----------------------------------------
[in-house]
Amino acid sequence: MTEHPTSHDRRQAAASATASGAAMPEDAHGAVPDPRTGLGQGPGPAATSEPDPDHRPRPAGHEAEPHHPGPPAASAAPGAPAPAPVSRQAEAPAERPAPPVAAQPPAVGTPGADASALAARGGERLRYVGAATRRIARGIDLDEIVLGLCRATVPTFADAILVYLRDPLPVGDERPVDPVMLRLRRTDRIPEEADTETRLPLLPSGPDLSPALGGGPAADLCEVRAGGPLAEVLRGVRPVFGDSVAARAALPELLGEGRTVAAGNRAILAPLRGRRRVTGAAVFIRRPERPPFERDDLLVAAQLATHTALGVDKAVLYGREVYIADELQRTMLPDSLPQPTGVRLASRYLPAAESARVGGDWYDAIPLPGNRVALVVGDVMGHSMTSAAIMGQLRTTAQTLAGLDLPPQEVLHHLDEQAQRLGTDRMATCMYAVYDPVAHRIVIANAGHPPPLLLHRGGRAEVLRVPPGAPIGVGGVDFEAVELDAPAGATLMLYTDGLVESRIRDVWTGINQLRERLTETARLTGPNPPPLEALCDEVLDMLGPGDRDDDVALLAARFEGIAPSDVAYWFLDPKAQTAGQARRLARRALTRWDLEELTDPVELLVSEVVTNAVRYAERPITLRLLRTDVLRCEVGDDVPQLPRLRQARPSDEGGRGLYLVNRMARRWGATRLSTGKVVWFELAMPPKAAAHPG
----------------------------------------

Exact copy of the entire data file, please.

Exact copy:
[in-house]
Amino acid sequence: MTEHPTSHDRRQAAASATASGAAMPEDAHGAVPDPRTGLGQGPGPAATSEPDPDHRPRPAGHEAEPHHPGPPAASAAPGAPAPAPVSRQAEAPAERPAPPVAAQPPAVGTPGADASALAARGGERLRYVGAATRRIARGIDLDEIVLGLCRATVPTFADAILVYLRDPLPVGDERPVDPVMLRLRRTDRIPEEADTETRLPLLPSGPDLSPALGGGPAADLCEVRAGGPLAEVLRGVRPVFGDSVAARAALPELLGEGRTVAAGNRAILAPLRGRRRVTGAAVFIRRPERPPFERDDLLVAAQLATHTALGVDKAVLYGREVYIADELQRTMLPDSLPQPTGVRLASRYLPAAESARVGGDWYDAIPLPGNRVALVVGDVMGHSMTSAAIMGQLRTTAQTLAGLDLPPQEVLHHLDEQAQRLGTDRMATCMYAVYDPVAHRIVIANAGHPPPLLLHRGGRAEVLRVPPGAPIGVGGVDFEAVELDAPAGATLMLYTDGLVESRIRDVWTGINQLRERLTETARLTGPNPPPLEALCDEVLDMLGPGDRDDDVALLAARFEGIAPSDVAYWFLDPKAQTAGQARRLARRALTRWDLEELTDPVELLVSEVVTNAVRYAERPITLRLLRTDVLRCEVGDDVPQLPRLRQARPSDEGGRGLYLVNRMARRWGATRLSTGKVVWFELAMPPKAAAHPG